Autodesk is quickening the pace of its cloud-computing strategy shift with what it calls the industry's first "pay as you go" simulation service. Called Simulation 360, the cloud-based subscription offering promises to slash the costs of simulation testing for mechanical engineering projects, the results of which can make or break a successful job.
"We're packing it up in three different tiers," says Grant Rochelle, senior director of industry marketing for San Rafael, Calif.-based Autodesk. Simulation 360 is the latest offering sincethe company launched last spring its cloud strategy and a suite of offerings calledAutodesk 360.
The software can run simulation tests for mechanical engineering disciplines such as fluid flow and thermal systems. Other engineering models are expected in later releases of the service.
Value in the Cloud
"This is the big value we see with the cloud," Rochelle adds. The firm is shifting to a software-as-a-service paradigm for its software and traditional desktop products. By applying almost infinite computing resources to simulation, cloud-based services can cut the cost of simulation testing and on-premises testing.
The prices are well below what a typical desktop workstation can cost a firm looking to do some mechanical analysis. Basic simulation installations can start at $10,000 per seat, Rochelle notes, adding, "If you want to do, say, fluid simulations, you're probably looking at $20,000." The price goes up from there for more complex simulations.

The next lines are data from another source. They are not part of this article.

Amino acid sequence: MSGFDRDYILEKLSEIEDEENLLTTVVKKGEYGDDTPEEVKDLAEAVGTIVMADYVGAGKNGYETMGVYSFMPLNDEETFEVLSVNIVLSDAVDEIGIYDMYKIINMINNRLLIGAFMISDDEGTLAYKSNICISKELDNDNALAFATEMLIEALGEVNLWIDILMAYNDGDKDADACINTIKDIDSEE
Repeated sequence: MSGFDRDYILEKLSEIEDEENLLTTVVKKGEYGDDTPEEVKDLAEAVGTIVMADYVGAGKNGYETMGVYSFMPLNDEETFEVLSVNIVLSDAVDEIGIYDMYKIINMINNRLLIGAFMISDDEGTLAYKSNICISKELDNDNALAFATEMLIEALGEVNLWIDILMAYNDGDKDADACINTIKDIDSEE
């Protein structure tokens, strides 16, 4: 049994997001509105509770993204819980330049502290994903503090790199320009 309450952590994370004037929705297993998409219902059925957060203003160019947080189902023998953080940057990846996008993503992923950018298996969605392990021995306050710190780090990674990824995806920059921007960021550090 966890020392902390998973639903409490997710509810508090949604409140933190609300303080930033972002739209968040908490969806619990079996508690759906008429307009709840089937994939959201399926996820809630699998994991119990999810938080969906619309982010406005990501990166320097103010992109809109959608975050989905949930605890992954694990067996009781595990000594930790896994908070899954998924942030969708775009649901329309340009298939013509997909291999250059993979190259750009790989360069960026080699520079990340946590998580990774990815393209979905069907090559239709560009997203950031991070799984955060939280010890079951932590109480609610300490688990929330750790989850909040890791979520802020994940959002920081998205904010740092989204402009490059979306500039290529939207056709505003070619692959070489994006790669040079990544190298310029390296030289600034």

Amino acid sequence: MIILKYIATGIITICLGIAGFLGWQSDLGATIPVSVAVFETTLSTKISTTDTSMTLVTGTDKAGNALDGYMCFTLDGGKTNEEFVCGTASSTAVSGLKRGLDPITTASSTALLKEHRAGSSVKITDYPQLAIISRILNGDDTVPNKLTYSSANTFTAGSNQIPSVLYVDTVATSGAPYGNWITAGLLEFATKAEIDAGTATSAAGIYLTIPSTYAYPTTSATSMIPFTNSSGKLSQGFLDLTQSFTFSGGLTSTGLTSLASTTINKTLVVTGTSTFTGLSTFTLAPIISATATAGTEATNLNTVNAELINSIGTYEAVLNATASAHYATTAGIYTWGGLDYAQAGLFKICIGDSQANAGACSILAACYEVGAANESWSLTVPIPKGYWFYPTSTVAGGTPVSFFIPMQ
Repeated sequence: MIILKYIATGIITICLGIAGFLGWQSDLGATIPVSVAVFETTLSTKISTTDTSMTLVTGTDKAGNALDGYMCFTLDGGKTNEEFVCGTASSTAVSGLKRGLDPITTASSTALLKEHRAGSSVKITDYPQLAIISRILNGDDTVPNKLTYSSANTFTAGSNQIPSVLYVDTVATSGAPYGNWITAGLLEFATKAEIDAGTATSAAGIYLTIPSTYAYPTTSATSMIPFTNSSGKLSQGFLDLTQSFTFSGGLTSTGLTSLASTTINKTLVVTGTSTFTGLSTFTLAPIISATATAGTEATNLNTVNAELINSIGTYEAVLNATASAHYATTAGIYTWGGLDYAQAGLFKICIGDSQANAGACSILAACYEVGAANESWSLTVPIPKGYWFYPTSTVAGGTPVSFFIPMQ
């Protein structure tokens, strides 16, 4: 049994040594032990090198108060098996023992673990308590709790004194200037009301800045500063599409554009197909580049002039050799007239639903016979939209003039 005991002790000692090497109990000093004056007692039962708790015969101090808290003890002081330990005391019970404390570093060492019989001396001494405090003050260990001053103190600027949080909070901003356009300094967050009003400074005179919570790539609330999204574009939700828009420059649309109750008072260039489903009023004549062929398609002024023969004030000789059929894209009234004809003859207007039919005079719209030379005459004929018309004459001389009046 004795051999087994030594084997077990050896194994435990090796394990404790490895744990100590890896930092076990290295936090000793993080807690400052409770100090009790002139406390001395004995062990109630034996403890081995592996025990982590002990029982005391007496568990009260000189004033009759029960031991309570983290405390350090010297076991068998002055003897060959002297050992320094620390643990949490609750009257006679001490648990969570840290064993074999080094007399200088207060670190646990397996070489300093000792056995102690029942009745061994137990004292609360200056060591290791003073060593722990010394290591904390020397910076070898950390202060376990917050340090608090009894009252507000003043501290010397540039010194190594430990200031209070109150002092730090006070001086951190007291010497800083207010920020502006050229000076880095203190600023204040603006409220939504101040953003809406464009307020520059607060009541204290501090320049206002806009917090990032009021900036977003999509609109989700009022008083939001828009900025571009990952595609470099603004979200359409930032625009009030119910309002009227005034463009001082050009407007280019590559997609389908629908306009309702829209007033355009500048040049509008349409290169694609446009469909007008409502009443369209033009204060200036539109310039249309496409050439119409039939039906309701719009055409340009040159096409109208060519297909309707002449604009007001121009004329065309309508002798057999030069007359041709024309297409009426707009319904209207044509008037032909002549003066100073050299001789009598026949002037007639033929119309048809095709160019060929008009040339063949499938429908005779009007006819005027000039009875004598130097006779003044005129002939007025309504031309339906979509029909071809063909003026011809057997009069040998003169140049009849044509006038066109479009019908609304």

With the Simulation 360 offering, Autodesk has broken the subscription model into three tiers. The first is priced at $3,200 for a 12-month subscription period or 120 jobs (whichever comes first) and covers mechanical and computation fluid dynamic (CFD) models.
The second is priced at $7,200 and includes mechanical and CFD capabilities for an unlimited number of jobs over 12 months.
The third-tier offering is called the "ultimate subscription" and is priced at $10,000. It includes mechanical, CFD and moldflow capabilities for the 120 jobs provided in a year.
For this service, Autodesk defines a job as meshing and solving a simulation model—using Autodesk Simulation 360—for one set of boundary conditions, regardless of the size or type of the simulation model. For example, a spokesperson explains, a single simulation of a small, simple structural model or a very large, complex CFD model will consume one simulation job. There are also cases in which a simulation study might need several "jobs" to solve the issue. Three "solves" might equal three jobs, the company says.